This project is supported by a competitive award of research and travel support to a graduate student in North Carolina.
While studies suggest that tropical cyclones (TCs) often cause an efflux of CO2 from the ocean to the atmosphere, in contrast to the ocean’s usual role as a carbon sink, few studies examine the contribution of hurricane-induced phytoplankton blooms in total carbon exchange. Understanding all facets of atmosphere-ocean carbon exchange is critical for understanding climate change. This project seeks to understand and quantify the variability of air-sea CO2 exchange on the North Carolina coast and nearby regions by using NASA satellite sea surface temperature, chlorophyll a, and pCO2 data to statistically determine the variability of pCO2 exchange to TC maximum sustained wind speed and translation speed.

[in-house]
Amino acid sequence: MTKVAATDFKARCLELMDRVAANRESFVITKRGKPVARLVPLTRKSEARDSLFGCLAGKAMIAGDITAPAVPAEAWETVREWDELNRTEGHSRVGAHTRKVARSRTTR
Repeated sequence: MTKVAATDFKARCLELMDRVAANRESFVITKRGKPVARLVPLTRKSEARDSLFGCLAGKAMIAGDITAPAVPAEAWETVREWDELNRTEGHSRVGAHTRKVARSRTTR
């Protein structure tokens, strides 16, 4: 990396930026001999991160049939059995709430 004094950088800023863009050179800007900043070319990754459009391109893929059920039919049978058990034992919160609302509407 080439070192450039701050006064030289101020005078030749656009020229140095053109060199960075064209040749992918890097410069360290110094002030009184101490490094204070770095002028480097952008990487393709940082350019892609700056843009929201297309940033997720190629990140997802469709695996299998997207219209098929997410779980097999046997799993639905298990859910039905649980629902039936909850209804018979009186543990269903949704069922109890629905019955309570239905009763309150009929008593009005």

Poster: “Mesoscale and Submesoscale Mechanisms Behind Asymetric Cooling and Hurricane-Induced Phytoplankton Blooms,” by L. McGee, at the 2018 Ocean Sciences meeting.